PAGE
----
But they are also valueless as knowledge. The equations of mechanics describe the movement up each point, the way their elements move, and their position at each moment. Economic equations describe only an imaginary condition that differs from the actual condition and that can never be realized. They say nothing about the actions of acting men, which, on the unrealizable assumption that no further change in the data occurs, would lead to such a state of equilibrium. Of course, one could show mathematically how a state of affairs that differs from the state of equilibtium would have to change in order to arrive at the state of equilibrium. But such a demonstration of a

mathematical process is not a description of how an economy that is not in the state of equilibrium actually moves in the direction that ultimately, provided no further changes in the data appear, would lead to equilibrium. Such a demonstration says nothing about the actions that constitute this process. Econnomics must show how market prices develop out of the action of individuals. The mathematical school of economic thought exhausts itself in the effort to describe a hypothetical state of affairs in which there would be no human action.

###### The Vogue of Analogies

Carl Menger once said there is no better means of reducing a fallacious variety of thought to absurdity than to let it live itself out completely. The mathematical school of economics is already on this path. Considerable financial means are at its disposal. It controls large numbers of periodicals in many languages, organizes congresses and conferences and is taught in most universities as the only true method of economics. It also enjoys special favor with governments and UNESCO. But all the praise which the representatives of the school lavish upon one another will not suffice, in the long run, to conceal the fact that this activity leads into a blind alley. As soon as a critic writes a book raising the question of the results of the mathematical method, the illusions will disappear.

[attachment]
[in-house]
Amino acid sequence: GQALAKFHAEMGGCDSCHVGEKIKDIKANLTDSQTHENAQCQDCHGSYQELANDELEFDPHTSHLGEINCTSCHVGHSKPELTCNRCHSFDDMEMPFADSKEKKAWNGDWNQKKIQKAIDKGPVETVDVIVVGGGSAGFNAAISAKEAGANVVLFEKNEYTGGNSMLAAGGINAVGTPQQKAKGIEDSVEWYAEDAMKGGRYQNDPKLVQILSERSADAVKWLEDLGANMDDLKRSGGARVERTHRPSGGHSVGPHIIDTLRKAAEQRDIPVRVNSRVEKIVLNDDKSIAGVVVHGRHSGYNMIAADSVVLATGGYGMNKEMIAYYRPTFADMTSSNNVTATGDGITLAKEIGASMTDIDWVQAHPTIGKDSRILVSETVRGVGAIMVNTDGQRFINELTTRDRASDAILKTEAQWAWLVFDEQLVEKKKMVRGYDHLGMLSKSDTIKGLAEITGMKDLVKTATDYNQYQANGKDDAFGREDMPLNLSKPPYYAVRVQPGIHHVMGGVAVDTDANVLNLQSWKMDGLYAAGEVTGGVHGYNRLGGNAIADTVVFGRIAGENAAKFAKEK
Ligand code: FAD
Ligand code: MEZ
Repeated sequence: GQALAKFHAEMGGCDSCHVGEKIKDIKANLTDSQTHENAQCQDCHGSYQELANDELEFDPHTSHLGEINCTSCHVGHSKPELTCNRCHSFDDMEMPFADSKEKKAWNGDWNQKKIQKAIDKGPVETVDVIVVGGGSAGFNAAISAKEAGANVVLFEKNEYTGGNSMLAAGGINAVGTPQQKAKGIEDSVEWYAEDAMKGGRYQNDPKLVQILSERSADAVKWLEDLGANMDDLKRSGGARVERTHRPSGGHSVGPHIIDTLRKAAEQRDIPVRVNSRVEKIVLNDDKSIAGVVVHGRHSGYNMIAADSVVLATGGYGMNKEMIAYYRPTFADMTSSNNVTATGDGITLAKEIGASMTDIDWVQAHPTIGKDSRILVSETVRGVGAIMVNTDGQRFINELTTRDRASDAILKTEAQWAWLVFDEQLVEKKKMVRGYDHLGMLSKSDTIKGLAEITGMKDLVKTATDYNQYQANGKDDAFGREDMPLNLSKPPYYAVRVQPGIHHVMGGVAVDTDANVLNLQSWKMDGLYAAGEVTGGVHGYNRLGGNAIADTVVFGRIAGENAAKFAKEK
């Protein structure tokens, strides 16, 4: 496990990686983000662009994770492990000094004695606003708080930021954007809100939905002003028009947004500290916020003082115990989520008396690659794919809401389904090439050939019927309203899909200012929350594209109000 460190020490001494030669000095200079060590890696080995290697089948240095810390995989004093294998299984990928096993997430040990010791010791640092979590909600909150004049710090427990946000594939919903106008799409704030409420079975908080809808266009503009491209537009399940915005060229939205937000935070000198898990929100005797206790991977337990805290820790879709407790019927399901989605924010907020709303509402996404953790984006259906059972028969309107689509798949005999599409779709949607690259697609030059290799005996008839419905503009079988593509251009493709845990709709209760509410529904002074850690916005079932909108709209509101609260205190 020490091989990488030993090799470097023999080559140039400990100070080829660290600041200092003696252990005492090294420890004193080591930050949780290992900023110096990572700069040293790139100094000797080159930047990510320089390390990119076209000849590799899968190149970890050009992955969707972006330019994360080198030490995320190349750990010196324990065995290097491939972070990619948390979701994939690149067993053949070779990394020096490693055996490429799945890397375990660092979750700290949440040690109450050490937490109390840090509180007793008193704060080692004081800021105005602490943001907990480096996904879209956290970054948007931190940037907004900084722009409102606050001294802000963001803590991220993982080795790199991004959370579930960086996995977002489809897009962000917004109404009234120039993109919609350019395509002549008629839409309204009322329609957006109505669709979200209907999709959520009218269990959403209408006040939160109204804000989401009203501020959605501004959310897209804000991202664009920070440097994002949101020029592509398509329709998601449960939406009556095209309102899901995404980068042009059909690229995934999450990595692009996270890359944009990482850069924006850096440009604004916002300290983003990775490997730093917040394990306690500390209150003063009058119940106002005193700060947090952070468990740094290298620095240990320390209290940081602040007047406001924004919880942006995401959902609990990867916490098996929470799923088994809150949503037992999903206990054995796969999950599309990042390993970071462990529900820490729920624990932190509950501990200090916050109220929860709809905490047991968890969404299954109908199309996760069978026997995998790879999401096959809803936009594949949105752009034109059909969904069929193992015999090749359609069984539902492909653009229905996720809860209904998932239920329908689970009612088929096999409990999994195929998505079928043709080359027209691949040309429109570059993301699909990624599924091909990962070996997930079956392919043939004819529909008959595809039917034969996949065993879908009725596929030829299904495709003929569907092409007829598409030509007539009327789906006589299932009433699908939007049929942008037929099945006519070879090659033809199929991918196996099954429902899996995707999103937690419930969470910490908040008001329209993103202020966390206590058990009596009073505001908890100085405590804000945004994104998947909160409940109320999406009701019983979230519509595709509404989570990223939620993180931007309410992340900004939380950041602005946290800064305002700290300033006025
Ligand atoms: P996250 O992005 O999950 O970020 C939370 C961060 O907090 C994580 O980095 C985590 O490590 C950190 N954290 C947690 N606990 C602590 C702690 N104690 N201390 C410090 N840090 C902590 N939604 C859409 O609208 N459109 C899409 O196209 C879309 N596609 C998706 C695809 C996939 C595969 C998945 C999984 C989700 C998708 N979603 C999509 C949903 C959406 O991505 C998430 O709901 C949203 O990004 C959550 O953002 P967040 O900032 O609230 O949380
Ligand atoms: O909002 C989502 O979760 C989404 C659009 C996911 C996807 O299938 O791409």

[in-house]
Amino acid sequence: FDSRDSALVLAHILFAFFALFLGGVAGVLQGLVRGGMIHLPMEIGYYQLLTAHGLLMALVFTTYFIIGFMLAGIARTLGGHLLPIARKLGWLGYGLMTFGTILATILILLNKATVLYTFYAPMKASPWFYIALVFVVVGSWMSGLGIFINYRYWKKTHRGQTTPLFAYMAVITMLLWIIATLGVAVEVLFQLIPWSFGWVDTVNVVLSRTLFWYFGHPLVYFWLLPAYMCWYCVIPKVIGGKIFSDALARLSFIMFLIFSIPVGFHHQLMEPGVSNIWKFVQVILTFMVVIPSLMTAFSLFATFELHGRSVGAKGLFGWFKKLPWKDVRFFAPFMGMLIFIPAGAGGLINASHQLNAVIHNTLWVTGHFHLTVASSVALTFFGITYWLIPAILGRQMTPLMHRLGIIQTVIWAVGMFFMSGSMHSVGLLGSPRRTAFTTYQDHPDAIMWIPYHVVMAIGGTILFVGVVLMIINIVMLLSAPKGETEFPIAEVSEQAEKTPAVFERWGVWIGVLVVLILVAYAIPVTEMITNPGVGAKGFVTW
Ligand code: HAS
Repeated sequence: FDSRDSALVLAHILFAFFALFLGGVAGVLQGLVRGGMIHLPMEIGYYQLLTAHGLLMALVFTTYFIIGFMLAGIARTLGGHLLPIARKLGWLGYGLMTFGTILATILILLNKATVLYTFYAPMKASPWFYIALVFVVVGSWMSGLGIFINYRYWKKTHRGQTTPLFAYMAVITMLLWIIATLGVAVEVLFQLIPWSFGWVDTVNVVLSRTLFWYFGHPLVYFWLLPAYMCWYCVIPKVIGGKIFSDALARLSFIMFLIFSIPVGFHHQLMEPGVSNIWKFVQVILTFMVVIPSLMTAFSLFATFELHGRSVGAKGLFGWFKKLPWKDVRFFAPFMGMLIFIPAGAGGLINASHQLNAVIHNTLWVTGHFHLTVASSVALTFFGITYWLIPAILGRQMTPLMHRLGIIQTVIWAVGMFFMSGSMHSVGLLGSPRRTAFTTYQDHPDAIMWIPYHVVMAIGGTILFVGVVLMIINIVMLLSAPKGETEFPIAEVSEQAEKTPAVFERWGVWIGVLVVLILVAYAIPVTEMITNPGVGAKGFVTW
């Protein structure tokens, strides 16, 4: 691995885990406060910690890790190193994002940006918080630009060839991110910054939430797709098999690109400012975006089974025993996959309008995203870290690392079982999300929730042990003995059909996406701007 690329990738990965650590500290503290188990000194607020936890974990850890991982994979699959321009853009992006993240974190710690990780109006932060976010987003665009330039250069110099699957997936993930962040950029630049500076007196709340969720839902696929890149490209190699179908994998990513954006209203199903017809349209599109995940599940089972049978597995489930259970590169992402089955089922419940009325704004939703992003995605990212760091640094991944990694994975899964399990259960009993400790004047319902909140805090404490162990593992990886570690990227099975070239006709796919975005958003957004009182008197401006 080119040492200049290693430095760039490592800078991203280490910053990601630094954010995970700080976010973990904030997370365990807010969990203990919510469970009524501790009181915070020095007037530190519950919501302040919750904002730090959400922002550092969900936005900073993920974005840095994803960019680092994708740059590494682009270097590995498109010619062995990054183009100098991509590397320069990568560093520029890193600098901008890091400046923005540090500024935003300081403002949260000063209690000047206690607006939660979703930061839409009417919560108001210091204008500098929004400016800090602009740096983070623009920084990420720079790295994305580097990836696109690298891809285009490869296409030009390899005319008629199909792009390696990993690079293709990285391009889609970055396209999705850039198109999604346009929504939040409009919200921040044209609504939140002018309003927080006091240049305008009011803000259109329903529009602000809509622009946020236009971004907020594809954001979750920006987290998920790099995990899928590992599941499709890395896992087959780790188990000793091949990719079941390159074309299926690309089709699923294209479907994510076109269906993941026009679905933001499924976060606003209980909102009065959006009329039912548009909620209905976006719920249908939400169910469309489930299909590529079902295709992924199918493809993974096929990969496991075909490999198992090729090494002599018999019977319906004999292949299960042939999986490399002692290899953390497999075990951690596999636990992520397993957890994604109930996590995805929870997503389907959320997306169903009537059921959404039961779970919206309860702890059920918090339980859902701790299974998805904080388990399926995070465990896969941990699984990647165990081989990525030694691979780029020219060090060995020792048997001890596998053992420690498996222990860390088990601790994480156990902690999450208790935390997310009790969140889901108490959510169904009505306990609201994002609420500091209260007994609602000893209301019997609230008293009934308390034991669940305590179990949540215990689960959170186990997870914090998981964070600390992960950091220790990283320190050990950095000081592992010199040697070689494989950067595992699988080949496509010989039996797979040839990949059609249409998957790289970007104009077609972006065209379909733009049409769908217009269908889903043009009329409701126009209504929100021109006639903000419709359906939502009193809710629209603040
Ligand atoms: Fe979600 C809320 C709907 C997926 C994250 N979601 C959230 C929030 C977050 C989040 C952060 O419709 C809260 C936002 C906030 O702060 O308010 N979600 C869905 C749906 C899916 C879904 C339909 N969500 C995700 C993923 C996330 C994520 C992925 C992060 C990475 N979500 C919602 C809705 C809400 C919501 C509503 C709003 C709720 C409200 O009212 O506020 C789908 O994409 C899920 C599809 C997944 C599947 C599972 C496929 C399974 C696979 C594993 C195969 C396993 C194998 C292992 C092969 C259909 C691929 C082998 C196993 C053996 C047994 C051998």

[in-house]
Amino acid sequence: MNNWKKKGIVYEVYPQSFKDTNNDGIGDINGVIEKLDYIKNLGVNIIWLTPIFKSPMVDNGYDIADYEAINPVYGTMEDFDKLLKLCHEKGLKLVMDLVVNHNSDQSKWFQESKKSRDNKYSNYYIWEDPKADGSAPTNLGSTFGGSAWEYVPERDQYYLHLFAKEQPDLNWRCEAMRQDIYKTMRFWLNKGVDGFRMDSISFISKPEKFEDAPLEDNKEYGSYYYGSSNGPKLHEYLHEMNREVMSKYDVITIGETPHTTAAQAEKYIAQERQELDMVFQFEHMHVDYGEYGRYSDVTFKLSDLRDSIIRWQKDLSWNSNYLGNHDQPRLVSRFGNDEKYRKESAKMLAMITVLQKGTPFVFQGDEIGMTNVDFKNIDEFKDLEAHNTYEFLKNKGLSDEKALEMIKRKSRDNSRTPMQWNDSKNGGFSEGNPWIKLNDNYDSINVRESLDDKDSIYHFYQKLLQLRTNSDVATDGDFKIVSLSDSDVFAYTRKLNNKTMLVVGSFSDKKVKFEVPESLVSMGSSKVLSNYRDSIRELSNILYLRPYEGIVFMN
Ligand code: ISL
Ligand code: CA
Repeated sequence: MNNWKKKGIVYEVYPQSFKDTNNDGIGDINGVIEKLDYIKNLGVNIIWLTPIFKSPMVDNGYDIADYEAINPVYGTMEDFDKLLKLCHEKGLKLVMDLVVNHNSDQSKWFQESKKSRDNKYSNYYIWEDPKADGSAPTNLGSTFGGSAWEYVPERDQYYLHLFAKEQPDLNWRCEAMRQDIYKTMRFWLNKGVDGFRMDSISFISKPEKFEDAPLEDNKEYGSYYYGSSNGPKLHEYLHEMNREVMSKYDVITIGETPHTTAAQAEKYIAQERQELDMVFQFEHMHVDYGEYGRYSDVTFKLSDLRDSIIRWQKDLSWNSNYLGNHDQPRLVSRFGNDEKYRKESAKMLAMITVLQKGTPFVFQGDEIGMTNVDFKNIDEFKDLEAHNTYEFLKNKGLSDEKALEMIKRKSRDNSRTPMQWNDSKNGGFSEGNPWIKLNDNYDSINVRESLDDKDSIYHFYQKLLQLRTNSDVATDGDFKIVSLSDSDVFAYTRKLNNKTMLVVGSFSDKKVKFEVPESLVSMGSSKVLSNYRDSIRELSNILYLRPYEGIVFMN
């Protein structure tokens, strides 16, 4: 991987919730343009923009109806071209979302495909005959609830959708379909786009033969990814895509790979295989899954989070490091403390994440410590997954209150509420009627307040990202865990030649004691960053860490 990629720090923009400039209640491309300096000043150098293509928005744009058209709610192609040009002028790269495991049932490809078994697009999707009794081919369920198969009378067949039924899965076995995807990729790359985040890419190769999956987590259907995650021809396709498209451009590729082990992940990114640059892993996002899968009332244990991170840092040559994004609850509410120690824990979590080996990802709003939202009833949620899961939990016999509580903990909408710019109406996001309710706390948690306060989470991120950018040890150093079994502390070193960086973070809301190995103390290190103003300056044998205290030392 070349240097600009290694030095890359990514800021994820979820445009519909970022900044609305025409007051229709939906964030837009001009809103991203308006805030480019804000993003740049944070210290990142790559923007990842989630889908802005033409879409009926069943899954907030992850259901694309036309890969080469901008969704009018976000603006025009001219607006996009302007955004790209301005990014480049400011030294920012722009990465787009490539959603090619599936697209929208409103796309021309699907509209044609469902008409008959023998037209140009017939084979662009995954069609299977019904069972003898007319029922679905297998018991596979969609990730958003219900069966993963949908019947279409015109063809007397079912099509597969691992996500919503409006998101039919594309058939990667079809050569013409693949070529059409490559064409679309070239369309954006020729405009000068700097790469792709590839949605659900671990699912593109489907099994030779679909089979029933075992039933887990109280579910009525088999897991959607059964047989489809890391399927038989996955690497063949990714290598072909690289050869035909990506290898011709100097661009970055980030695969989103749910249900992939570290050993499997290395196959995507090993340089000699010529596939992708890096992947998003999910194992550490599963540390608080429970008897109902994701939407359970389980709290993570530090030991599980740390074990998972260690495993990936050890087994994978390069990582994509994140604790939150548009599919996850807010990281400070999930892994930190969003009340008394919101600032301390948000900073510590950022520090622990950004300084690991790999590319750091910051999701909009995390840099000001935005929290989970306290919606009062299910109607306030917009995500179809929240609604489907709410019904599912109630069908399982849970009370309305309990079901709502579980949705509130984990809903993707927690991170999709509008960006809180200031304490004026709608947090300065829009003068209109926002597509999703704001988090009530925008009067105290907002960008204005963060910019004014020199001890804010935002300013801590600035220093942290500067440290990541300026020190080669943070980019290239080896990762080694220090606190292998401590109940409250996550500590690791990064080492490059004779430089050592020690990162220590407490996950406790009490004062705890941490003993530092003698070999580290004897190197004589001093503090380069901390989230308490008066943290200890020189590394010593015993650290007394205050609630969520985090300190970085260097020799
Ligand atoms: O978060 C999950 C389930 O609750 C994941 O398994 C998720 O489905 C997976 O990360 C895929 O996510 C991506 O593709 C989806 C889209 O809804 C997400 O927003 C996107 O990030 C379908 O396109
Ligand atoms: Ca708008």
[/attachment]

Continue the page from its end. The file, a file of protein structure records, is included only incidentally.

No representative of the mathematical school has thus far considered it worth his while to answer with arguments the devastating critique which the method has called for. They believe it sufficient to point to the example of the natural sciences. Whoever denies the positivistic dogma is branded as a metaphysician and a follower of the “idealistic philosophies of history, especially of the modern German variety.” ((Compare Sigmar von Fersen, in the article “Philosophy of History” In Runes, *Dictionary of Philosophy*, (New York, 1942).)) To concern himself with such pre-scientific and unscientific stuff is naturally beneath the dignity of a positivist.

In the third quarter of the 19th century the biological analogy was very popular with positivistic economists and sociologists. Serious men then wrote treatises about such questions as, what is the intercellular substance of the “social body.” Nobody any longer denies that these studies of Spencer, Schaeffle and Lilienfeld were a meaningless toying with words. The fashion has changed. Today men prefer the mechanical analogy. But this fashion too will pass without leaving any trace.